1853 50C Arrows and Rays Half Dollar PR66 NGC....
PR66 NGC. The present specimen. Norweb Collection (Bowers and Merena, 11/1988), lot 3159; Kaufman Collection.
PR65 NGC. Eliasberg Collection (Bowers and Merena, 4/1997), lot 1956; Bowers (8/1999), lot 206; Goldberg Coins (2/2002), lot 1002; Heritage (5/2003), lot 6212; Heritage (7/2003), lot 7646; Heritage (9/2003), lot 7098; Heritage (2/2005), lot 7098.
PR63 NGC. J. Hewitt Judd Collection; Stack's (10/1990), lot 1651; Richmond Collection (David Lawrence, 3/2005), lot 1795.
Proof. Reed Hawn Collection (Stack's, 8/1973), lot 178. Possibly the same as the Judd-Richmond example.
Proof. Smithsonian Institution.
Breen recorded two additional examples in his Proof Encyclopedia. One of these is the "N.Y. state specialist" (Pittman) coin, cataloged by David Akers as Mint State. The other is pedigreed to the Parmelee collection and described by Breen as a "badly cleaned piece" with a later pedigree to Stack's October 1956 sale of the Lohr collection. The plate in the Lohr catalog has many similarities to the Judd-Richmond specimen. Breen did not list the Reed Hawn coin or the Eliasberg proof.
The description of this piece in Bowers and Merena's Norweb catalog is inaccurate. Dave Bowers called it a "one-sided proof" and graded the reverse MS64. Our opinion, and that of NGC, is full proof status for this amazing coin. The obverse is fully mirrored and the reverse is satiny, suggesting that the planchet was not perfectly prepared. Normally, each planchet intended for a proof is highly polished, and both dies are also polished. The combination provides the deep mirrors found on proof coins, as well as cameo contrast. This example shows heavy reverse die polishing lines, proving that the actual coinage die was properly finished.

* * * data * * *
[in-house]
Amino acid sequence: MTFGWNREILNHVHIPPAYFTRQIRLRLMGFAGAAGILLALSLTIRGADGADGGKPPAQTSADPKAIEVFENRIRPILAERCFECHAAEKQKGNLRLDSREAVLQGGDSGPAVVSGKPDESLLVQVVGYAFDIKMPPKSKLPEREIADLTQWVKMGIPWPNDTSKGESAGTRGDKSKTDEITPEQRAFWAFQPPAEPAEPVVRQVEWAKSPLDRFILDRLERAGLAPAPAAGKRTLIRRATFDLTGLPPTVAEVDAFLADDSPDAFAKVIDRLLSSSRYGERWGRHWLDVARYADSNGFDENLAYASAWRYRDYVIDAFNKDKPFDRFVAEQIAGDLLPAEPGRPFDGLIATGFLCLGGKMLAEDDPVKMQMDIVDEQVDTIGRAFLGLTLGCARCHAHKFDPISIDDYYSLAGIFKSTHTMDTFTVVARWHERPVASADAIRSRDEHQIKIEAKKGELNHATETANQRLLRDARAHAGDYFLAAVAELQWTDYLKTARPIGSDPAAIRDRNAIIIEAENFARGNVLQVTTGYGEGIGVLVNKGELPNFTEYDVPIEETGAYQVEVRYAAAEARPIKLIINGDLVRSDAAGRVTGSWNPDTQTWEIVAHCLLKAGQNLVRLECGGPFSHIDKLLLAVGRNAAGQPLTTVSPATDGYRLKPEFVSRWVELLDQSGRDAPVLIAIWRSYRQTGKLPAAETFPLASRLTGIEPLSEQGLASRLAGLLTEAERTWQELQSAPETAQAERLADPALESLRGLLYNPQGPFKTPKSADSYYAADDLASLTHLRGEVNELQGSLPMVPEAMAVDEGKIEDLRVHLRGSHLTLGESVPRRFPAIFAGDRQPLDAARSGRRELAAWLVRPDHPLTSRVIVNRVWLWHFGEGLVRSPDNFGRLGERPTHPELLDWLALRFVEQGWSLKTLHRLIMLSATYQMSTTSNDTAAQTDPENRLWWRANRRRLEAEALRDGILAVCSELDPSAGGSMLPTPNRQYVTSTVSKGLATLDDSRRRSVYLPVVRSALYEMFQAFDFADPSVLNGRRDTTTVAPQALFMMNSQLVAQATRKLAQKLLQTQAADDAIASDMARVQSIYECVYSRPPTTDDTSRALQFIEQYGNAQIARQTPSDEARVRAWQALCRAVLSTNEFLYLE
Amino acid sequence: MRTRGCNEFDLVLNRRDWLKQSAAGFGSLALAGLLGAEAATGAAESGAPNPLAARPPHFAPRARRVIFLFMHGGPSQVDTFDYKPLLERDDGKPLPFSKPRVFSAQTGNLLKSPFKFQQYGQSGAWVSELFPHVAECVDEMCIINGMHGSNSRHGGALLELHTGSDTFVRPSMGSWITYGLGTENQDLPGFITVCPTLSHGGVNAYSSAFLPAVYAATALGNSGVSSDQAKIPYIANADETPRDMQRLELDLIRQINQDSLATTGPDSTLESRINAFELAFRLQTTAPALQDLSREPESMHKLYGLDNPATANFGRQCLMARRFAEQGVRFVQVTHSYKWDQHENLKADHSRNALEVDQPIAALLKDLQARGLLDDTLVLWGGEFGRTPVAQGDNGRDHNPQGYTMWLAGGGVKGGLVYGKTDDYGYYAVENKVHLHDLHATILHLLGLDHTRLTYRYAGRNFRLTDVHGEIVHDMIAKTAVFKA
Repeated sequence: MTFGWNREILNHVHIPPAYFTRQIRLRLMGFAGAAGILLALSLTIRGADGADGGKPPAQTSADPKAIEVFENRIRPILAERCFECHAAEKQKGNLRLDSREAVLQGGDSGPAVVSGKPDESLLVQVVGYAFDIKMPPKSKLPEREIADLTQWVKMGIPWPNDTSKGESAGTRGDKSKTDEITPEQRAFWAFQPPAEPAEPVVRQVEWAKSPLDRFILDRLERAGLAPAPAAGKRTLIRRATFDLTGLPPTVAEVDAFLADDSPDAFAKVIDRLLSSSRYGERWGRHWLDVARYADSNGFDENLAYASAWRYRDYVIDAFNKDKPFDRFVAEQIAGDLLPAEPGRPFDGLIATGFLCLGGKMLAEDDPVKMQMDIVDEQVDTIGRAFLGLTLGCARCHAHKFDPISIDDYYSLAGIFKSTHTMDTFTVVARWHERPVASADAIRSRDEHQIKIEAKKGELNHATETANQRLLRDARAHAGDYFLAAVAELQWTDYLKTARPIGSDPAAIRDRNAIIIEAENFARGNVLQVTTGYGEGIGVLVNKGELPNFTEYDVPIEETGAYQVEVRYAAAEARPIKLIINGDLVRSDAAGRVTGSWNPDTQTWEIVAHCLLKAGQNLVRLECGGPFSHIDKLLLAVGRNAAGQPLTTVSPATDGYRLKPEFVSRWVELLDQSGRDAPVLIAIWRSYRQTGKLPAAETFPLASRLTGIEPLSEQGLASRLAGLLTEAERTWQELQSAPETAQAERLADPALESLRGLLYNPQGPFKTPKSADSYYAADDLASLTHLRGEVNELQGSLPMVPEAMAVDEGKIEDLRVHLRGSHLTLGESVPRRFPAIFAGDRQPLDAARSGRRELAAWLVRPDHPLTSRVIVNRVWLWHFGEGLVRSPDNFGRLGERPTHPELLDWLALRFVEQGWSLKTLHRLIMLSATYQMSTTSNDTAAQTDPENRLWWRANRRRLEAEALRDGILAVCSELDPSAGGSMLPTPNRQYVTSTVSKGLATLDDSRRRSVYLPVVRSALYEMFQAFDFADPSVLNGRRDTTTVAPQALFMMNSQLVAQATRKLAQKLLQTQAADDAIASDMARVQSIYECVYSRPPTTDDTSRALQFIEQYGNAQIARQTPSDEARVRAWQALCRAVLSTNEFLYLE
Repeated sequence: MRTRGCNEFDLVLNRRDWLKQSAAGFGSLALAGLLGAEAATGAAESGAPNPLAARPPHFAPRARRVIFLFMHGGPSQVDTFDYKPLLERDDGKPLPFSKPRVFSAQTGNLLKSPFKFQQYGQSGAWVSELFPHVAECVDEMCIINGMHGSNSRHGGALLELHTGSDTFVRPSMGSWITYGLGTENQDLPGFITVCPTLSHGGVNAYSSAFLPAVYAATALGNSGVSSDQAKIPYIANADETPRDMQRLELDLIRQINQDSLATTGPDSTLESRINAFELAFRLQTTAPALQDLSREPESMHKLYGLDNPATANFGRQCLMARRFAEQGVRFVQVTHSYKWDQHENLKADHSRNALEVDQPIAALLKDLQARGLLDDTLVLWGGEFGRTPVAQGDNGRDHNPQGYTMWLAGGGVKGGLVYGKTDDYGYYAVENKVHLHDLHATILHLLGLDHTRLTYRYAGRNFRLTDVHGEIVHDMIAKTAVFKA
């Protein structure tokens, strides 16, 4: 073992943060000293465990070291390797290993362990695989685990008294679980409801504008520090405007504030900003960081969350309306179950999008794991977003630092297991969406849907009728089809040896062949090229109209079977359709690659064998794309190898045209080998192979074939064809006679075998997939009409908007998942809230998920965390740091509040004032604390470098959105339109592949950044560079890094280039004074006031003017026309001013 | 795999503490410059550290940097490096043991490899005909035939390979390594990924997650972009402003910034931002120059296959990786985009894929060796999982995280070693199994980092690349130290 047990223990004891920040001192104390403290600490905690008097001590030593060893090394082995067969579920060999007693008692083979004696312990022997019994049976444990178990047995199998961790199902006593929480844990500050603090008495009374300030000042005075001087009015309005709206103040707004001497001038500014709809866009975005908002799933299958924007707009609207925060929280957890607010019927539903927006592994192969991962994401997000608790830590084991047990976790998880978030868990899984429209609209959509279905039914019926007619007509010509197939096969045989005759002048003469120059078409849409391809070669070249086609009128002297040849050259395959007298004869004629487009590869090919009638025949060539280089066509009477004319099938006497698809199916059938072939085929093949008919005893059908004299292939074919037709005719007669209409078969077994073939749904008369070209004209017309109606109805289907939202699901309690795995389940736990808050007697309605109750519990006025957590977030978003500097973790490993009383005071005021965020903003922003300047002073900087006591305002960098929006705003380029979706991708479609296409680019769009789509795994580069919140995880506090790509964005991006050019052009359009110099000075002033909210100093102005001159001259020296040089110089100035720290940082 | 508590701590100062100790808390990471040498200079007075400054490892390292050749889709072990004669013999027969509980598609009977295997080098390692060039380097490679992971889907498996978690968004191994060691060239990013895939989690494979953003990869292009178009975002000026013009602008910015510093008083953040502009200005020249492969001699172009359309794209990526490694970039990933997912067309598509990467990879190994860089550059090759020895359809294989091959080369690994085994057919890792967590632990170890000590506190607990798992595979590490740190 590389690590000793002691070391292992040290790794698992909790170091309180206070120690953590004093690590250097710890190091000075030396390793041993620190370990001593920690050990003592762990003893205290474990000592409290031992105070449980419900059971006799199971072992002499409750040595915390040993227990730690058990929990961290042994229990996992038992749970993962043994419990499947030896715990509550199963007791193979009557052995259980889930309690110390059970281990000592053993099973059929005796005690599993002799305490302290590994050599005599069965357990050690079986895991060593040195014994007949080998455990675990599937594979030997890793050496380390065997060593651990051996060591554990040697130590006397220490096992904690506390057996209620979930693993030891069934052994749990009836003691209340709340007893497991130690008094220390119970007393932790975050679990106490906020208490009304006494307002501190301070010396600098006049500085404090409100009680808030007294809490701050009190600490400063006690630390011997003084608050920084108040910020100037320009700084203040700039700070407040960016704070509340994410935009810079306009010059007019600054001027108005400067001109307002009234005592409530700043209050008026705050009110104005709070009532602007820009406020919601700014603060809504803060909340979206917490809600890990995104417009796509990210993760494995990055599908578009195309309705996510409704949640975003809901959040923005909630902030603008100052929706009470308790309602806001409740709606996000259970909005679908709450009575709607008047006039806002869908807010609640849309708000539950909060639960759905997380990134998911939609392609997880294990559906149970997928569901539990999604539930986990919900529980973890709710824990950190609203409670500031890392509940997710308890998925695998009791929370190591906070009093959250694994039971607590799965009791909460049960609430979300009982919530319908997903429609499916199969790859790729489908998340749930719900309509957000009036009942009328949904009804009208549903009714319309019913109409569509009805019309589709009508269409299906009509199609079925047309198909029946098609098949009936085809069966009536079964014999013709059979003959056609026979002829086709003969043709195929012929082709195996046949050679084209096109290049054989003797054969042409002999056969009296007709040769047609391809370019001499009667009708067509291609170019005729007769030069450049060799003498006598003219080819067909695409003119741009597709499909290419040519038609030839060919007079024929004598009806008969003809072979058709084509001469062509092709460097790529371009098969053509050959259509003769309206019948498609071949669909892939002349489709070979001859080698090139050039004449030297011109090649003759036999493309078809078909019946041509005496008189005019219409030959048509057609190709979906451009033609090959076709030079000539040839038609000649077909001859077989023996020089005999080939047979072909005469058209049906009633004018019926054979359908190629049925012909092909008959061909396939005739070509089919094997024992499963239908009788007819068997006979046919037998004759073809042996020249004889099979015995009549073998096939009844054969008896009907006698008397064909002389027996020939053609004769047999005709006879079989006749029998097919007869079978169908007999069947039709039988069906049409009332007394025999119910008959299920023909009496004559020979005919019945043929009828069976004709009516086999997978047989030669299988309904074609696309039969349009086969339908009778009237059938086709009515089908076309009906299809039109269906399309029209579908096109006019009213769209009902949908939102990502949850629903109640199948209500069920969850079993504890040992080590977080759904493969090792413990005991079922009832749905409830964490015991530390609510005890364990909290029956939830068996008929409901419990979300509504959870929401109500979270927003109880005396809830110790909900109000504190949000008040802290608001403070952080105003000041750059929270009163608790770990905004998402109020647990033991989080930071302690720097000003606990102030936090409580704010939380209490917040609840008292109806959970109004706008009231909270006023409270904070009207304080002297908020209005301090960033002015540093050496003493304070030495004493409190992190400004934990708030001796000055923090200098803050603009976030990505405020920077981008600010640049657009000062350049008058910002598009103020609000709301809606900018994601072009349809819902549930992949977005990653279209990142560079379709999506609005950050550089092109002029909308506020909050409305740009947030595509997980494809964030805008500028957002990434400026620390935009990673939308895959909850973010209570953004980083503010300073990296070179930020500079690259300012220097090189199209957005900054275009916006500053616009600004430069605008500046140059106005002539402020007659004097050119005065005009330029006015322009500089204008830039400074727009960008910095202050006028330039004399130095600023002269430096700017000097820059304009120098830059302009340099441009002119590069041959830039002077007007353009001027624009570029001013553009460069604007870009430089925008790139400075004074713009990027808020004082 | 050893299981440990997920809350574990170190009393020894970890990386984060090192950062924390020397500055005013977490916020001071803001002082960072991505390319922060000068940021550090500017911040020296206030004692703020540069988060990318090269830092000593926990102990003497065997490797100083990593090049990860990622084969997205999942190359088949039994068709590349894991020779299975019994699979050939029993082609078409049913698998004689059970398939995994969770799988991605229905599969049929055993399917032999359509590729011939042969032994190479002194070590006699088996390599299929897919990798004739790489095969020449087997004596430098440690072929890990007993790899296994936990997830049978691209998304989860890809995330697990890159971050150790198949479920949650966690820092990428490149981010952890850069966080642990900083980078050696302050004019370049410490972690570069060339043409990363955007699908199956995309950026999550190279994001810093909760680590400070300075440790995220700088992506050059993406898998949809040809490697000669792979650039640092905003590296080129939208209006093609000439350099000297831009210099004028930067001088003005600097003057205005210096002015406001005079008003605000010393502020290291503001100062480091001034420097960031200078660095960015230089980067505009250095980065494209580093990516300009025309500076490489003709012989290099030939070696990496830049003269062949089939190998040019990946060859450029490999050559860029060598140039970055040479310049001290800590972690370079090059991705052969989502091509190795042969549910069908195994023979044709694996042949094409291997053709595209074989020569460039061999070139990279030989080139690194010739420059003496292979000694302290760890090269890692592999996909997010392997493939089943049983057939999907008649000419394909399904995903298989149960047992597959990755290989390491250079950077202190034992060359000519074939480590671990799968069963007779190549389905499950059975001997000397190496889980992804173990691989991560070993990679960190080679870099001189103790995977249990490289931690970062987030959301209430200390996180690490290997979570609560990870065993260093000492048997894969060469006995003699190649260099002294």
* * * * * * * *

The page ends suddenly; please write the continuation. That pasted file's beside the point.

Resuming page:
The appearance of the Kaufman Premium Gem is unmistakable. The obverse is fully mirrored with excellent cameo contrast, and the reverse has brilliant satin luster. The reverse design stands boldly against the field. It is a sharp strike with every detail, even the minute features, boldly and completely defined. The central obverse shows brilliant silver with faint champagne color, surrounded by reddish-brown, blue, and lilac toning at the borders. A small splash of brown toning crosses just below Liberty's neck, and positively identifies the pedigree of this piece. The reverse has deeper champagne color at the center, surrounded by peripheral russet and blue toning. Census: 1 in 66, 0 finer (7/07). (PCGS# 6405)
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The Draped Bust Half Dollars of 1796-1797 by Jon Amato is the culmination of more than 10 years of research into the Draped Bust Small Eagle half dollar series, one of the most coveted type coins in American numismatics and one about which remarkably little has been written.
This work will be the premier reference for 1796-1797 half dollars for years to come. Institutions having an extensive numismatic library or coin cabinet will find it a valuable complement to their holdings, and catalogers charged with writing up specimens for auction can now have an indispensable source of background and pedigree information. Likewise, coin dealers seeking to purchase one or more '96 or '97 half dollars for a client or for inventory, and collectors who own, have owned, or desire to own one will want this important reference work for their libraries.
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